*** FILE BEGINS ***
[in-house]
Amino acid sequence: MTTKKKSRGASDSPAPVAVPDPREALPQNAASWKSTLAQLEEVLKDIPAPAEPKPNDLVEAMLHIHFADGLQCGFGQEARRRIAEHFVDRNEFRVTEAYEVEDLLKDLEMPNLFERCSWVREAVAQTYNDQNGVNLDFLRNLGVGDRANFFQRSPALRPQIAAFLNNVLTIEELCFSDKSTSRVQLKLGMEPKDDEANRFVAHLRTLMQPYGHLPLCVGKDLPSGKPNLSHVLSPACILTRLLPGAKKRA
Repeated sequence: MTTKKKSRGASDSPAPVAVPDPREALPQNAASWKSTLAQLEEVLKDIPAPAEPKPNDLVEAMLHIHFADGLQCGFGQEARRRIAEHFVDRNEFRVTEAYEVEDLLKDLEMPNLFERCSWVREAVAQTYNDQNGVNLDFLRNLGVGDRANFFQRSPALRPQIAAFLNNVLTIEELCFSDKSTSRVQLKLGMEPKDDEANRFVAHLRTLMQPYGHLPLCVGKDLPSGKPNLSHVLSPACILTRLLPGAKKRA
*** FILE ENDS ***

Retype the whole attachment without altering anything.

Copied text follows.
[in-house]
Amino acid sequence: MTTKKKSRGASDSPAPVAVPDPREALPQNAASWKSTLAQLEEVLKDIPAPAEPKPNDLVEAMLHIHFADGLQCGFGQEARRRIAEHFVDRNEFRVTEAYEVEDLLKDLEMPNLFERCSWVREAVAQTYNDQNGVNLDFLRNLGVGDRANFFQRSPALRPQIAAFLNNVLTIEELCFSDKSTSRVQLKLGMEPKDDEANRFVAHLRTLMQPYGHLPLCVGKDLPSGKPNLSHVLSPACILTRLLPGAKKRA
Repeated sequence: MTTKKKSRGASDSPAPVAVPDPREALPQNAASWKSTLAQLEEVLKDIPAPAEPKPNDLVEAMLHIHFADGLQCGFGQEARRRIAEHFVDRNEFRVTEAYEVEDLLKDLEMPNLFERCSWVREAVAQTYNDQNGVNLDFLRNLGVGDRANFFQRSPALRPQIAAFLNNVLTIEELCFSDKSTSRVQLKLGMEPKDDEANRFVAHLRTLMQPYGHLPLCVGKDLPSGKPNLSHVLSPACILTRLLPGAKKRA